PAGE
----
Twenty months elapsed between Republican Gov. Charlie Baker using his final State of the Commonwealth address in January 2022 to ignite debate about slashing taxes and the final enactment of a roughly $1 billion package.
So what was the turning point that helped lawmakers overcome all the bumps and disagreements they had hit along the way?
One factor, according to House Speaker Ron Mariano and Senate President Karen Spilka, was a simple personnel change: voters selected “a new governor.”
“I want to begin by thanking the governor,” Mariano said Wednesday, flanked by more than a dozen lawmakers and Gov. Maura Healey as the first-term Democrat put her signature on the tax relief bill. “The governor has kept our feet to the fire and kept this on the front burner when we had many reasons to question how far we wanted to go and what, exactly, we wanted to do.”
The nearly two-year affair that spanned a pair of governorships came to a close Wednesday with Healey’s approval of the bill (H 4104), an event that policymakers turned into a cacophonous victory lap in the State House Library.
On hand for the event were think tank and business leaders like Doug Howgate of the Massachusetts Taxpayers Foundation, Housing Secretary Ed Augustus, and a cross-section of lawmakers from both parties, including top deputies as well as rank-and-file newcomers.
“I know many of you doubted us, but I never had a doubt that we would get this done eventually,” Senate President Karen Spilka told the crowd. “In speaking to the speaker and the chairs and others, we all recognized — and then when the new governor came in, we recognized that the time was right that we needed to get this done.”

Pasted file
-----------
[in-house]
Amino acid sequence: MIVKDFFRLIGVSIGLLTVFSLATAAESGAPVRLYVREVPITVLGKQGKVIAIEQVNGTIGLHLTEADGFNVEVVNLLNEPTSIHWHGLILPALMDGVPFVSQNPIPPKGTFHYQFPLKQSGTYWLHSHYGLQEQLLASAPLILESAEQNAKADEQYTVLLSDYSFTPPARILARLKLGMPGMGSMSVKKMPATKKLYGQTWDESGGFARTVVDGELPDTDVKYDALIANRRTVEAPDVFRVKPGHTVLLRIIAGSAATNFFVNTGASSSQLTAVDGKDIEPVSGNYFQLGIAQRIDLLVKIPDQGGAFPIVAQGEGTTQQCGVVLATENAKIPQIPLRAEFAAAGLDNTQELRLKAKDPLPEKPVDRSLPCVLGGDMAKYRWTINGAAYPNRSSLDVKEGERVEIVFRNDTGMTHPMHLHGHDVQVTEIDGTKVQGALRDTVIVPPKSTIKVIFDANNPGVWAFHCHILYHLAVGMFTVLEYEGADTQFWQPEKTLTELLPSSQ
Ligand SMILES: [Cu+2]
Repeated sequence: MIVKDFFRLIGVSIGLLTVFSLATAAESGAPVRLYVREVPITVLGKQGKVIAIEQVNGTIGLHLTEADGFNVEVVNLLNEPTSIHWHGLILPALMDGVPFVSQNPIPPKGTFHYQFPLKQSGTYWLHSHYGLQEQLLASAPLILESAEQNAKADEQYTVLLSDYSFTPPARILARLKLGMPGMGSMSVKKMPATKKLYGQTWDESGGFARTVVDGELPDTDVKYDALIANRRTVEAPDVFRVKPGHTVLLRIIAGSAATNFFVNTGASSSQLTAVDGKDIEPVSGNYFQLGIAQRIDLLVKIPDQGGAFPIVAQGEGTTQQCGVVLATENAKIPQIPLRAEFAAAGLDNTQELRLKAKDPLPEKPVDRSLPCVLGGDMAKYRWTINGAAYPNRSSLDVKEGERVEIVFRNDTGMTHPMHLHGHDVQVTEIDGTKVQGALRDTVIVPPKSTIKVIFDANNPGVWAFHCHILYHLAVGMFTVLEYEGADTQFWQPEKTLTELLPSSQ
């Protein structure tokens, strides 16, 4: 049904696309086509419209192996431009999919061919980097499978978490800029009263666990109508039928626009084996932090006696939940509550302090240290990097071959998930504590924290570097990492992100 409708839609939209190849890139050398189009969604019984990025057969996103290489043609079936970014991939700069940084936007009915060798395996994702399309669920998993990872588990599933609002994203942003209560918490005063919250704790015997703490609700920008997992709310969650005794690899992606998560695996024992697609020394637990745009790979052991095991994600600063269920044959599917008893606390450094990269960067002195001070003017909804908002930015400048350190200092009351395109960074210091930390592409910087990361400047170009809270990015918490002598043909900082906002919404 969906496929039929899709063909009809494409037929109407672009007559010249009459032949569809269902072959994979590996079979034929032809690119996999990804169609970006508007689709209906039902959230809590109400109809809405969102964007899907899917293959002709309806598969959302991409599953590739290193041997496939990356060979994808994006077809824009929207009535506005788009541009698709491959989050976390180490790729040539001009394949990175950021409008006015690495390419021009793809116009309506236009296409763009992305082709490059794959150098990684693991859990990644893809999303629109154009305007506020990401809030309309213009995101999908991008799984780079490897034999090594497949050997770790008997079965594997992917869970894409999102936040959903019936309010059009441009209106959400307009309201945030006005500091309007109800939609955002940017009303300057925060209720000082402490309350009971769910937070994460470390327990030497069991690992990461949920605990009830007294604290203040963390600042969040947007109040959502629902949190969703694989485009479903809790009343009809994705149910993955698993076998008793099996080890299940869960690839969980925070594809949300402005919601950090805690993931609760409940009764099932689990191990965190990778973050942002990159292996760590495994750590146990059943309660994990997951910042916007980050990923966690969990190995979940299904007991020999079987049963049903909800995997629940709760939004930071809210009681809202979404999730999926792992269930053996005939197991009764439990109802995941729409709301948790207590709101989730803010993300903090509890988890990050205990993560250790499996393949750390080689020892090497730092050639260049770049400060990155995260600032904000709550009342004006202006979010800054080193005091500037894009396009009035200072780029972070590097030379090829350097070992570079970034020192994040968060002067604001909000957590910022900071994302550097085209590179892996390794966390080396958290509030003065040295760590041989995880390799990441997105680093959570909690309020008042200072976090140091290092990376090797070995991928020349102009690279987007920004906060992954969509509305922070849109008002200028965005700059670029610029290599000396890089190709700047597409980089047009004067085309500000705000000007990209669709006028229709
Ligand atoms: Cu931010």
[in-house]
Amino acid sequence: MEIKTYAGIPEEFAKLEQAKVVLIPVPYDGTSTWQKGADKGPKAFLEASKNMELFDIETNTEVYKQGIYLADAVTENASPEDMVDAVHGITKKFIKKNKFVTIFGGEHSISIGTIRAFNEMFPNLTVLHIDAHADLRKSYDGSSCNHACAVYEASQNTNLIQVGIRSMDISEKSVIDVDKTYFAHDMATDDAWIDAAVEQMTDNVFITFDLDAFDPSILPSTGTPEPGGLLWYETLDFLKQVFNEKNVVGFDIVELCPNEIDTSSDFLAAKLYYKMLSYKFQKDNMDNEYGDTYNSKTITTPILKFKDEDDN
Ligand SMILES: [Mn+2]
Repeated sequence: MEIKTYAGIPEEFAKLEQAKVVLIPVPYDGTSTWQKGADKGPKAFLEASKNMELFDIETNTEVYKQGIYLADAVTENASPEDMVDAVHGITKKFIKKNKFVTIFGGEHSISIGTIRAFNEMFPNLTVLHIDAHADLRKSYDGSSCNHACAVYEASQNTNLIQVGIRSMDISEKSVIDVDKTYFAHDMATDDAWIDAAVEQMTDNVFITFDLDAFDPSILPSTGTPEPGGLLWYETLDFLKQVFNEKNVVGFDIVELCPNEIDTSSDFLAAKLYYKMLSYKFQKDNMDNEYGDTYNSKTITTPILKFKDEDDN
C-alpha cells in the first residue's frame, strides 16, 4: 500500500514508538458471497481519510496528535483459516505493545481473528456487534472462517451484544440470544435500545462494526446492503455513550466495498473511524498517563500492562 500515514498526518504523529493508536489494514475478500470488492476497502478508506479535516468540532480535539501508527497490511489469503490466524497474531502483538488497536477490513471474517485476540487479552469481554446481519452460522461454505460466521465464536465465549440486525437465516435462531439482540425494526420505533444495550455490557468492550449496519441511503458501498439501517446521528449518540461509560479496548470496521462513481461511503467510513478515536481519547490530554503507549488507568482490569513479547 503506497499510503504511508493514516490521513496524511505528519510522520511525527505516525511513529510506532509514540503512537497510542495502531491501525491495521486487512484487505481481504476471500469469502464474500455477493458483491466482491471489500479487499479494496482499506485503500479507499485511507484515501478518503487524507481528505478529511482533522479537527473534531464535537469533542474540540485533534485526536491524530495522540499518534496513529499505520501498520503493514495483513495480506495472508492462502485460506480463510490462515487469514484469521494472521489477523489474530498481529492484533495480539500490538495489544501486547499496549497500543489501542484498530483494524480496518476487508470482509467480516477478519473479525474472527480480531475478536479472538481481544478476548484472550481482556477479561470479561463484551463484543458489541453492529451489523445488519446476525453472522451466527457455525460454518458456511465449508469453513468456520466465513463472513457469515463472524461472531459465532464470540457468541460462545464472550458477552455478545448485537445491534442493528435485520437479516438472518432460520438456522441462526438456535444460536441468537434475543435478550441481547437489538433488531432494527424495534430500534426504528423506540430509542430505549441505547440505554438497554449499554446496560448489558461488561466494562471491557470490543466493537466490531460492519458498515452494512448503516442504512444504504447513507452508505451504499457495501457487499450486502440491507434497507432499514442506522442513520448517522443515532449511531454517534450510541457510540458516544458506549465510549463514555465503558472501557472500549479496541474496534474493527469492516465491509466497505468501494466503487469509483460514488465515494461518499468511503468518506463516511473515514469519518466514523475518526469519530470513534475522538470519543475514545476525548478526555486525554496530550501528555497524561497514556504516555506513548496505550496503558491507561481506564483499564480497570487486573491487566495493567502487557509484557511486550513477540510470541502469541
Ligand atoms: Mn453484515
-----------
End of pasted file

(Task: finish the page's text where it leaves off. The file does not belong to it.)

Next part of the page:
Several parts of the final package that are now law were previously debated and approved by the Legislature last year before top Democrats decided to spike the idea when they learned state government owed nearly $3 billion back to taxpayers under a long-dormant tax cap law.
Baker and Spilka were ready to move ahead with the targeted tax relief bill last year, but Mariano had second thoughts even though tax collections had soared to unimaginable levels, enabling the state to unleash waves of new spending while also stockpiling cash in government’s reserve account.
“We began this process, and then the surprise by the governor telling us we owed another $3 billion — ,” Mariano said.
Spilka interjected, “The former governor.”
“I’m sorry,” Mariano continued as the audience laughed. “The former governor dropped a little bomb on us, and at the same time, we were getting some readings out of the financial folks that the potential for a recession was on the horizon. So we, using a bit of discretion, slowed the process down and pulled back a little bit. With the change of the election, a new governor, having paid the $3 billion we owed, we decided that the tax levies had been fairly stable, so we could take another look at this.”
While they were pondering the tax relief bill, Democrats were able to secure a large tax increase through an income surtax on wealthier households that voters approved in November in the form of a constitutional amendment.
Healey backed the income surtax while making a promise to provide tax relief a centerpiece of her campaign, and she formally revived tax relief debate soon after taking office in January.
Although there’s still some talk about the possibility of a recession, Healey struck a celebratory tone Wednesday, describing the tax cuts as the first of their kind in more than 20 years. At one point, she encouraged the crowd of lawmakers, advocates and legislative staff they could “keep clapping” while she rattled off a summary of the people who would benefit from the new changes in the state tax code.